Activists say that in 3 villages of Kalahand district, the Odisha forest department is imposing on the rights of forest dwellers to dispose bamboo, guaranteed under FRA
More than two weeks after the cabinet cleared an amendment in the India Forest Act, 1927 (IFA) to deregulate trade of bamboo grown on non-forest land, forest dwellers from Odisha are complaining that the state forest department is not letting them exercise their rights over disposal of bamboo, secured under the Forest Rights Act, 2006 (FRA).
On November 23, the government promulgated the Indian Forest (Amendment) Ordinance, 2017 to exempt bamboo grown in non-forest areas from definition of tree, thereby dispensing with the requirement of felling or transit permit for its economic use.
Although the deregulation of bamboo on non-forest land is expected to encourage use and supply of bamboo and improve economic well-being of farmers, forest dwellers and activists complain that the state forest department is interfering in the disposal of the Minor Forest Produce, which remains under the authority of gram sabha, not the forest department, under FRA.
FRA empowers forest-dwellers to protect, manage and conserve their forest resources for sustainable use and livelihood.
Community management practices questioned
On 4th December, the Forest Division Office, North Kalahandi told residents of Jamguda village that they need to undergo training on bamboo management by the department, without which no decision will be taken on the Transit Permit (TP) book, a permit document which allows them to transport and sell bamboo commercially under the FRA.
The permit is put on hold on the basis of the Divisional Forest Officer’s note (see image below) claiming that bamboo management by the villagers was not “scientific” and sustainable. In his 30th October note in the visitor’s register of the village, Vishwanath Neelannavar observed that the villagers followed the clear felling system instead of removing only those culms which were older than three years. He added that the villagers should participate in the training organised by the forest department to learn “scientific” management of forests.
Activists claim otherwise. Sudhansu Sekar Deo, a Kalahandi-based forest rights activist told Down To Earth, “The village has already been practicing sustainable harvest of bamboo. If you see Jamguda’s bamboo forests today, the regeneration will tell you how well the communities are managing their forest resources. The forest department wants to prove that the communities cannot manage forests without its support.”
Jamguda is the first village in Odisha, and second in the country to sell bamboo after its community forest rights over MFP were recognised in 2010. From 2013 to 2016, bamboo and its products have provided a turnover close to Rs 10 lakh to the villgers. In 2013, Jamguda got the TP for the first time and also received training on bamboo, following which the gram sabha prepared a set of rules for bamboo harvesting.
Deo adds that, “Under FRA, gram sabhas have the complete authority to decide how they want to manage their Community Forest Resource (CFR) areas. The department should provide technical assistance or training to gram sabha members only when requested to do so, and not impose it on communities. Odisha government should send clear directions to the forest department to respect the provisions of FRA.”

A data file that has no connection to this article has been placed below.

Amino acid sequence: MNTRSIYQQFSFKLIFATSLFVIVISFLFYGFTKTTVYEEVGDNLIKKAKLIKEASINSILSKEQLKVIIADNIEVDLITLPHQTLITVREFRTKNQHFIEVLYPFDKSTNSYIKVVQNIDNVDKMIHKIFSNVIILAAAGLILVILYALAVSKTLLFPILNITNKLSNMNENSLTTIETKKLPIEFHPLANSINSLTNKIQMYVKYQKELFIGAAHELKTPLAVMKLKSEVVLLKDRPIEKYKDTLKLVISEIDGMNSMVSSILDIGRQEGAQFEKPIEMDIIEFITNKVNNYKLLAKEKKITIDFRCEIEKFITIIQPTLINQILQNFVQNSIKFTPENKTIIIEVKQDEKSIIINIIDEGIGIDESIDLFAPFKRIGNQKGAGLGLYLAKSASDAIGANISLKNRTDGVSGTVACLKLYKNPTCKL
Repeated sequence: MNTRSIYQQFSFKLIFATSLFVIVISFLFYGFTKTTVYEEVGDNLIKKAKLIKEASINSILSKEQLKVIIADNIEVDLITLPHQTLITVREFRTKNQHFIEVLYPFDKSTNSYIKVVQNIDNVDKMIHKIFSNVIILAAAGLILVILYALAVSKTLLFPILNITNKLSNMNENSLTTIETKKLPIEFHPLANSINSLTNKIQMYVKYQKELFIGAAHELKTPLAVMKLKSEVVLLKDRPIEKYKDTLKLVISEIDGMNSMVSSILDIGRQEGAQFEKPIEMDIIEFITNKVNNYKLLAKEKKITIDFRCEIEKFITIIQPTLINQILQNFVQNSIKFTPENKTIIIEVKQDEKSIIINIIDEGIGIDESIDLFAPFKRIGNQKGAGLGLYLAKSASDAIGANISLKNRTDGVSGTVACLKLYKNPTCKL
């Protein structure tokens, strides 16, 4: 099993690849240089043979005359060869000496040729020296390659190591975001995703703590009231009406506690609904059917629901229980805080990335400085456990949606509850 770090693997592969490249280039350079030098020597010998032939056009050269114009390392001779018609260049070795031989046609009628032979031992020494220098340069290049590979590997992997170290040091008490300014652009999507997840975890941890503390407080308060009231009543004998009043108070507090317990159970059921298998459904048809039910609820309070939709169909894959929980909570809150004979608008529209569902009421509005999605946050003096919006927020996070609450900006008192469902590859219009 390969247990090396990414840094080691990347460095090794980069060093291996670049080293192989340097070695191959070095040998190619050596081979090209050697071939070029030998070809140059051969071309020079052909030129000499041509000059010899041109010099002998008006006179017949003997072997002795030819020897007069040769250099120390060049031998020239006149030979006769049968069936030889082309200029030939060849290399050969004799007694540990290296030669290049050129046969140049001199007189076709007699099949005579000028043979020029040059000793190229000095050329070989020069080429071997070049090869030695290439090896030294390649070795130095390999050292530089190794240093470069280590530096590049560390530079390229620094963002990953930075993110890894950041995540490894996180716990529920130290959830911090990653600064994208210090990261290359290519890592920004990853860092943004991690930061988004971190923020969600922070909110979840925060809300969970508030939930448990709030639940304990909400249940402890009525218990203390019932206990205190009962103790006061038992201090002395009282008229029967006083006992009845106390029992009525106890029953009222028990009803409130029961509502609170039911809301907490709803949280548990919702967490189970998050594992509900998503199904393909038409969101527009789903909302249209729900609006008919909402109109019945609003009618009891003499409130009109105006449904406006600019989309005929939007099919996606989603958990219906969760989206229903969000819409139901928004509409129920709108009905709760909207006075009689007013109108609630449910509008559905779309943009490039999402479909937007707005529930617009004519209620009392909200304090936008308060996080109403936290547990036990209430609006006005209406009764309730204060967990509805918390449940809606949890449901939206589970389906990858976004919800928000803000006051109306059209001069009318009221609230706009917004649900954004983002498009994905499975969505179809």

Denial of transit permit illegal under FRA
While uncertainty looms over the permit for Jamguda, another village in the same district is facing a similar problem. In a letter addressed to the secretary to the Gram Sabha, the forest division rejected TP for bamboo to Pipadi village saying that its CFR title deed placed a limit for collection and sale of MFPs up to head load/bhar/cart load/cycle and that there is no provision in it to allow the commercial sale and transport of such forest produce.
Activists say the rejection of TP book to Pipadi is illegal as section 3(1)(c) of FRA, recognises the rights of forest-dwelling communities to own, collect, use and dispose all MFP, including bamboo, from their CFR areas.
“The 2012 Amendment Rules of FRA state that the disposal of MFP shall include the right to sell and transport within and outside forest area through appropriate means of transport. The Rules also explain that the authority to issue transit permit for the transportation of MFP will lie with the gram sabha and not the forest department,” says Tushar Dash, a Bhubaneswar-based forest rights activist.
“The district administration often issues CFR title deeds with such conditions in Kalahandi. Even Jamguda’s title deed had these riders,” says Deo.
Another village in the district, Tadkabali, had to seek the intervention of the Human Rights Commission in January this year to get the TP book for bamboo.
Kalahandi witnessed a significant development early in November. After months of protests, six gram sabhas in the district successfully asserted their rights for sale of tendu leaves to traders of their choice, instead of the state forest department which monopolised it for more than five decades. Activists also allege that the loss of control over commercially important MFPs such as bamboo and tendu leaves is the reason the forest department in Kalahandi is interfering in CFR rights implementation.
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